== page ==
Devotion 2 – 17 – 14, John 9:26 – 34

Good Morning! Happy President’s Day!

John 9:25 – 34

25He answered, ‘I do not know whether he is a sinner. One thing I do know, that though I was blind, now I see.’ 26They said to him, ‘What did he do to you? How did he open your eyes?’ 27He answered them, ‘I have told you already, and you would not listen. Why do you want to hear it again? Do you also want to become his disciples?’ 28Then they reviled him, saying, ‘You are his disciple, but we are disciples of Moses. 29We know that God has spoken to Moses, but as for this man, we do not know where he comes from.’ 30The man answered, ‘Here is an astonishing thing! You do not know where he comes from, and yet he opened my eyes. 31We know that God does not listen to sinners, but he does listen to one who worships him and obeys his will. 32Never since the world began has it been heard that anyone opened the eyes of a person born blind. 33If this man were not from God, he could do nothing.’ 34They answered him, ‘You were born entirely in sins, and are you trying to teach us?’ And they drove him out.

Picking up where we left off yesterday, “One thing I do know, that though I was blind, now I see.” Infuriated, and seeking a flaw in the story, the Pharisees again question him, how did this come about? And he answered that he already told them and they did not listen. He asks why they want to hear it again – could it be because they also wish to be his disciples? You have got to love the brashness of this man! He antagonizes those in authority with his simple, direct questions and comments! This last comment, however, carries more than a challenge to the questioners; it implies that he would be a disciple of this man.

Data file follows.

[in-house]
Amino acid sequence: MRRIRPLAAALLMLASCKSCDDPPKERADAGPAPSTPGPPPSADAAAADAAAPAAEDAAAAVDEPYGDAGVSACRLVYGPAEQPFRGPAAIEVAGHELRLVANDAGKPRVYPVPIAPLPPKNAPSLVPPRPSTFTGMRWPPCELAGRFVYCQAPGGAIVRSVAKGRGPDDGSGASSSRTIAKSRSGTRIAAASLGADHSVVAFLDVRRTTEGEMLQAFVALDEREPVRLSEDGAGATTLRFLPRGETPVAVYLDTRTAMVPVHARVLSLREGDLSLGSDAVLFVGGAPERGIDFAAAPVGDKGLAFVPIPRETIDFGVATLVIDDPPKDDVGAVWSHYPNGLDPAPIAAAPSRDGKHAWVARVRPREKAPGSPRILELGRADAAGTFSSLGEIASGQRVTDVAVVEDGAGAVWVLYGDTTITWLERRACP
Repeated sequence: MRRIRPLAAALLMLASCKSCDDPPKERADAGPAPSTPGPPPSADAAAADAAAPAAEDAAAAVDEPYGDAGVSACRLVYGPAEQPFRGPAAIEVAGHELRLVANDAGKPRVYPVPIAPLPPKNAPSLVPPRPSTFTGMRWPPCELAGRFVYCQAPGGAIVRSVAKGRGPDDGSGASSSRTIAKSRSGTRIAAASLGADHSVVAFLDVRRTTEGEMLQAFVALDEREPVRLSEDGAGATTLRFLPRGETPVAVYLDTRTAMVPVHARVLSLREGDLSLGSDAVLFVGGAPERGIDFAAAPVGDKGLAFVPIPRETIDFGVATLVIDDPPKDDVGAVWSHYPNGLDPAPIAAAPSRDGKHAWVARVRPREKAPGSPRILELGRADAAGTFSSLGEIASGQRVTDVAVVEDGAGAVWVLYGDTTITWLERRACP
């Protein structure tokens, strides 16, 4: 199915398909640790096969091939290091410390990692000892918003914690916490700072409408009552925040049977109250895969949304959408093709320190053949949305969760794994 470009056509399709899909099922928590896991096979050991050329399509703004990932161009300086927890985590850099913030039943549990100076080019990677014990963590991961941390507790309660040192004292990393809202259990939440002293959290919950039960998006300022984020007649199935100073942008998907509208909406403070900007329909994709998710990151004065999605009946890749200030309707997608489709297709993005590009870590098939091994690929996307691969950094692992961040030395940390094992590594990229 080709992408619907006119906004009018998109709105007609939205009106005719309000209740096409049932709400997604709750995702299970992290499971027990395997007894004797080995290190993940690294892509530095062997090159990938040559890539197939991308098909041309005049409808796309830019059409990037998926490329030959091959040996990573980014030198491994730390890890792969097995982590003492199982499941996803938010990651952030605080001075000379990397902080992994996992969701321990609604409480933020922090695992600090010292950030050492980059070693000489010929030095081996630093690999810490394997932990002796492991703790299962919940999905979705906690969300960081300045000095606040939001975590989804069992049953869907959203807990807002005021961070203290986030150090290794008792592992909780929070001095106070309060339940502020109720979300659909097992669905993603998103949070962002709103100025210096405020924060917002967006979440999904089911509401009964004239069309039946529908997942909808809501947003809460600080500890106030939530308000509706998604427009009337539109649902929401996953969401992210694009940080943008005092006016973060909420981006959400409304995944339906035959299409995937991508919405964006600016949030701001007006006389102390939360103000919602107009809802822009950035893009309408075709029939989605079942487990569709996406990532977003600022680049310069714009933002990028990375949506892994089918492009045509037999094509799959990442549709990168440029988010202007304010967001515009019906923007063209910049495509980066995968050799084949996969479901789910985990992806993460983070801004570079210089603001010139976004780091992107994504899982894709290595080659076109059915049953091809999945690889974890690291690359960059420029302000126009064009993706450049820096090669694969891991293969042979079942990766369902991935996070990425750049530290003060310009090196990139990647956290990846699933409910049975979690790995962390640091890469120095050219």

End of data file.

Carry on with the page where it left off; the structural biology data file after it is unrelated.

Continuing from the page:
Another note about the man’s words – do they sound familiar? “Amazing grace, how sweet the sound that saved a wretch like me. I once was lost, but now I’m found, was blind but now I see.” Yes, “I was blind but now I see” in Amazing Grace was quoted from this passage.

The Pharisees now say they know God spoke to Moses but they do not know where this man came from. Again, the formerly blind man replies boldly – read it as translated by Eugene Peterson in “The Message”: “30 The man replied, "This is amazing! You claim to know nothing about him, but the fact is, he opened my eyes! 31 It’s well known that God isn’t at the beck and call of sinners, but listens carefully to anyone who lives in reverence and does his will. 32 That someone opened the eyes of a man born blind has never been heard of – ever. 33 If this man didn’t come from God, he wouldn’t be able to do anything." If God was not with Jesus, how then could he do these things?

Having lost the argument, the Pharisees do what they can do – they raise their voices and attack the person who had logical answers. (Do you know people who do that? Do all of us sometimes do that?) They call on their belief that a disability is caused by sin, and they accuse the man, because he was born blind, of having been born steeped in sin. This man’s parents had been afraid to respond to the religious leaders, lest they be thrown out of the synagogue. Now they make good on that threat and throw this man out, not just from their presence, but likely also from the synagogue as well – sort of like a shunning.

The religious leaders in this story are determined to believe what they want to believe – they are seeking only the evidence that supports their beliefs. But God is doing something new in the world, through Christ, and the miracles he does are signs that are intended to draw their attention and help them to see God’s actions in him. And yet, they refuse to see anything new. Do we do that? Do we defend and protect old ways of thinking when God is working in new ways in front of us? We must be aware of God’s work in our midst, always!

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